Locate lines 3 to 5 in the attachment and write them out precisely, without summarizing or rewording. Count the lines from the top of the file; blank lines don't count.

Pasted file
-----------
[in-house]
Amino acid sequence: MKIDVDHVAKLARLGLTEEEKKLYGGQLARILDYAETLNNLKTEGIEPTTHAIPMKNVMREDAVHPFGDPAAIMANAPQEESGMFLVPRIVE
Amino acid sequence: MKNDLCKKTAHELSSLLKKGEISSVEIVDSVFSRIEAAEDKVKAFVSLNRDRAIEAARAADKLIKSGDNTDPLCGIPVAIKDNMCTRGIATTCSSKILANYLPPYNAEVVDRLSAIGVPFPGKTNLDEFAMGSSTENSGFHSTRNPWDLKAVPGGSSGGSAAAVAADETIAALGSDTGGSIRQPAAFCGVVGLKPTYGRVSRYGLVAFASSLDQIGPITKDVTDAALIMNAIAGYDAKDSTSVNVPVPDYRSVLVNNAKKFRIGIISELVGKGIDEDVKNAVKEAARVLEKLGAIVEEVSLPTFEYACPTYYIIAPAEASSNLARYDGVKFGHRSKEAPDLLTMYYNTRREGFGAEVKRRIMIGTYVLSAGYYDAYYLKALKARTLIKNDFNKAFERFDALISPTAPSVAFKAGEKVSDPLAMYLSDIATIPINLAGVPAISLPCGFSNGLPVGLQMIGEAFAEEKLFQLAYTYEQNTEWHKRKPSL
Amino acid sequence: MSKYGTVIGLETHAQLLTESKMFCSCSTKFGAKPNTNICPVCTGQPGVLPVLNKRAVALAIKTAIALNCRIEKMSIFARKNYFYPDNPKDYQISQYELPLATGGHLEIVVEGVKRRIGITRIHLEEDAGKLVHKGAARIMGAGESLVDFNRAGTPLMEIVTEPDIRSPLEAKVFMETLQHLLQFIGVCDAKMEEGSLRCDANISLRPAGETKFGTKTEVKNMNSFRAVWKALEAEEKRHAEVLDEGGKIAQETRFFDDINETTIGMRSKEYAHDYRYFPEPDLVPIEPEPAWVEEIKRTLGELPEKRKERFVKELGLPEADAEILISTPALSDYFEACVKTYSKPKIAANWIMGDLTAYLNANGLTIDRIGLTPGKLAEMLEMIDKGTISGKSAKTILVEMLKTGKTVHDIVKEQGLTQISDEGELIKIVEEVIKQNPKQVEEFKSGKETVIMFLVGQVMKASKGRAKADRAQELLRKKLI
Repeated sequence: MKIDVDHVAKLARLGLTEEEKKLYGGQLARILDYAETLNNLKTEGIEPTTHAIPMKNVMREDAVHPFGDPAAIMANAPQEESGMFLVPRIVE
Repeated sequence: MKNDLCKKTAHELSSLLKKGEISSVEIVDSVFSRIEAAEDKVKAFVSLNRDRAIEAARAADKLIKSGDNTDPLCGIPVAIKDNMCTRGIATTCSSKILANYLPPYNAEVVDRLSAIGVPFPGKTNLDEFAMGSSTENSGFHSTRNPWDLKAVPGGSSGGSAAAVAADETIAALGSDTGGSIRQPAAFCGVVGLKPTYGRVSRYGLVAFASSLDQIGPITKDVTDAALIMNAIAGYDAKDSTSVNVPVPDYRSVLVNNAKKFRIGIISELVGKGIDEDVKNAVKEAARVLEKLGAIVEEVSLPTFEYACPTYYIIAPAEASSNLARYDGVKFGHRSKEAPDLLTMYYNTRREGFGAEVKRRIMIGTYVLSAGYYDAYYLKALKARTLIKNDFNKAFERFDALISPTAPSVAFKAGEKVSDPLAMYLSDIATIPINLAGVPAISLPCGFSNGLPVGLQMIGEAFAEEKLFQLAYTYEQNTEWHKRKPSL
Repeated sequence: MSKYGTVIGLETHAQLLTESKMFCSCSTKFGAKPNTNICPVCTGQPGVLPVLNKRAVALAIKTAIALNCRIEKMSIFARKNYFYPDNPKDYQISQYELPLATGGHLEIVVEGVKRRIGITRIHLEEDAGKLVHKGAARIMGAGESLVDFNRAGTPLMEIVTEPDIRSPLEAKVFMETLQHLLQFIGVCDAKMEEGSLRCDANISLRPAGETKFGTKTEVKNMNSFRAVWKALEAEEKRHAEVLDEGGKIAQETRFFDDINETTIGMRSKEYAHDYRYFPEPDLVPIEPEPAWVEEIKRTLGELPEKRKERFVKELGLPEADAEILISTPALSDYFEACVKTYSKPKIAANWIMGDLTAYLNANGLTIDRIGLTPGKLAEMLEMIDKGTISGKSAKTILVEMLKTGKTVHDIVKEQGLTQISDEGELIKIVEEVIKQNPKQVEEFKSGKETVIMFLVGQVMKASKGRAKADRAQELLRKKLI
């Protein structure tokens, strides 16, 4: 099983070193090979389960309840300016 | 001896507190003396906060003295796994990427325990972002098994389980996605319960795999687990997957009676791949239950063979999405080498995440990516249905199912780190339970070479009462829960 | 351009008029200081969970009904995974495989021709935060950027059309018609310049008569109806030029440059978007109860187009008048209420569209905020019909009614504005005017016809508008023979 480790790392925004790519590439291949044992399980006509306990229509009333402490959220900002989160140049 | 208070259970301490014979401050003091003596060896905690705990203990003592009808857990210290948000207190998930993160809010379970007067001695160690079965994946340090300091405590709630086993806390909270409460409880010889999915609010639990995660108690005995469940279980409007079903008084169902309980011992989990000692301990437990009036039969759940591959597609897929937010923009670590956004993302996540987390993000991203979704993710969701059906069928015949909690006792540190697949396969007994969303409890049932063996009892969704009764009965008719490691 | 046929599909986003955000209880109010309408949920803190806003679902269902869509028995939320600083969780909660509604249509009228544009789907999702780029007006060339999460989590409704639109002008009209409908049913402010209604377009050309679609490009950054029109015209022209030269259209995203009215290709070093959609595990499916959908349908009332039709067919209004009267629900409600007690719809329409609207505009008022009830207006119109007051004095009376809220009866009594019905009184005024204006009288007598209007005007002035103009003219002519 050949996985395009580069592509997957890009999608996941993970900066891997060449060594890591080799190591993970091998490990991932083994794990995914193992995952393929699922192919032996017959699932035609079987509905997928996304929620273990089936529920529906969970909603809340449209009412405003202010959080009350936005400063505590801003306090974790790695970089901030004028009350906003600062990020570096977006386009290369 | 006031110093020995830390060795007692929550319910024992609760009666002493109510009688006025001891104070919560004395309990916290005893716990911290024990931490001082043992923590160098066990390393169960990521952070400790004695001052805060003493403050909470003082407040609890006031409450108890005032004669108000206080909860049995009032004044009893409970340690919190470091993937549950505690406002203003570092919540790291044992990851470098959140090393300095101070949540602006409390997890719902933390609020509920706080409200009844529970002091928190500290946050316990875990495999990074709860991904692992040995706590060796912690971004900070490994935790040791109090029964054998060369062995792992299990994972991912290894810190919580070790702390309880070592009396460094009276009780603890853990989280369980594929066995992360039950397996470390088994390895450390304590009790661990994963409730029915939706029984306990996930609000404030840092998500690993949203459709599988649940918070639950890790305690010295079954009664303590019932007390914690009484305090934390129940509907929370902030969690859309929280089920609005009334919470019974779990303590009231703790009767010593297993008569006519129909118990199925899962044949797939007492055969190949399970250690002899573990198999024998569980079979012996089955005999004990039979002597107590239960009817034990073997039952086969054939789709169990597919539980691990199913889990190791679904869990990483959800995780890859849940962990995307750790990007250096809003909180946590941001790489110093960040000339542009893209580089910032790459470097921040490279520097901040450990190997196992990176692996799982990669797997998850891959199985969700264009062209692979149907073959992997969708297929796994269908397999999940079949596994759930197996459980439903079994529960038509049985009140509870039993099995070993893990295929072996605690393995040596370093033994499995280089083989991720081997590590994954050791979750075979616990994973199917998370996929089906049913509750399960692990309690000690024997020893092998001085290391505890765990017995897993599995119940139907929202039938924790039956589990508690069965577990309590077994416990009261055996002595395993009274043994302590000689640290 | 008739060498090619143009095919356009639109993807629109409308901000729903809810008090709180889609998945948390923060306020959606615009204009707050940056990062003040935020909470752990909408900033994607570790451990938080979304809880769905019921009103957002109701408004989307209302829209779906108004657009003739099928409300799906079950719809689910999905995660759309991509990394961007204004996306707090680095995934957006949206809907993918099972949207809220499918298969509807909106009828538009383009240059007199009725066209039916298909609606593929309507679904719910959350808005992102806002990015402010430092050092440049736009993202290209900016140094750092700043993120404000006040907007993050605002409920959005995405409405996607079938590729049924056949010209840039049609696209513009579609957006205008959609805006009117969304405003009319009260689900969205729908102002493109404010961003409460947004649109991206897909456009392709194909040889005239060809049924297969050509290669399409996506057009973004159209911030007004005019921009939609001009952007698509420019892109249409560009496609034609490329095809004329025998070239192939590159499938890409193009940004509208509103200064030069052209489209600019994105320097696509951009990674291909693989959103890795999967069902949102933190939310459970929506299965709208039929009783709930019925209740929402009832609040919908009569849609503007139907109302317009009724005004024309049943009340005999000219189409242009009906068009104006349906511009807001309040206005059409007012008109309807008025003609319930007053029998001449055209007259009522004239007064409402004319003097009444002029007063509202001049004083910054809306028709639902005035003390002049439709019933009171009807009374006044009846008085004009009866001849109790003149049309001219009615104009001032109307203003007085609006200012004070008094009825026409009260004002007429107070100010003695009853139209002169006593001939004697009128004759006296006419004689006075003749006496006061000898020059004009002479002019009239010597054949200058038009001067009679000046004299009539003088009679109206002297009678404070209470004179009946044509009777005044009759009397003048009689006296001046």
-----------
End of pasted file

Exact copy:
Amino acid sequence: MKNDLCKKTAHELSSLLKKGEISSVEIVDSVFSRIEAAEDKVKAFVSLNRDRAIEAARAADKLIKSGDNTDPLCGIPVAIKDNMCTRGIATTCSSKILANYLPPYNAEVVDRLSAIGVPFPGKTNLDEFAMGSSTENSGFHSTRNPWDLKAVPGGSSGGSAAAVAADETIAALGSDTGGSIRQPAAFCGVVGLKPTYGRVSRYGLVAFASSLDQIGPITKDVTDAALIMNAIAGYDAKDSTSVNVPVPDYRSVLVNNAKKFRIGIISELVGKGIDEDVKNAVKEAARVLEKLGAIVEEVSLPTFEYACPTYYIIAPAEASSNLARYDGVKFGHRSKEAPDLLTMYYNTRREGFGAEVKRRIMIGTYVLSAGYYDAYYLKALKARTLIKNDFNKAFERFDALISPTAPSVAFKAGEKVSDPLAMYLSDIATIPINLAGVPAISLPCGFSNGLPVGLQMIGEAFAEEKLFQLAYTYEQNTEWHKRKPSL
Amino acid sequence: MSKYGTVIGLETHAQLLTESKMFCSCSTKFGAKPNTNICPVCTGQPGVLPVLNKRAVALAIKTAIALNCRIEKMSIFARKNYFYPDNPKDYQISQYELPLATGGHLEIVVEGVKRRIGITRIHLEEDAGKLVHKGAARIMGAGESLVDFNRAGTPLMEIVTEPDIRSPLEAKVFMETLQHLLQFIGVCDAKMEEGSLRCDANISLRPAGETKFGTKTEVKNMNSFRAVWKALEAEEKRHAEVLDEGGKIAQETRFFDDINETTIGMRSKEYAHDYRYFPEPDLVPIEPEPAWVEEIKRTLGELPEKRKERFVKELGLPEADAEILISTPALSDYFEACVKTYSKPKIAANWIMGDLTAYLNANGLTIDRIGLTPGKLAEMLEMIDKGTISGKSAKTILVEMLKTGKTVHDIVKEQGLTQISDEGELIKIVEEVIKQNPKQVEEFKSGKETVIMFLVGQVMKASKGRAKADRAQELLRKKLI
Repeated sequence: MKIDVDHVAKLARLGLTEEEKKLYGGQLARILDYAETLNNLKTEGIEPTTHAIPMKNVMREDAVHPFGDPAAIMANAPQEESGMFLVPRIVE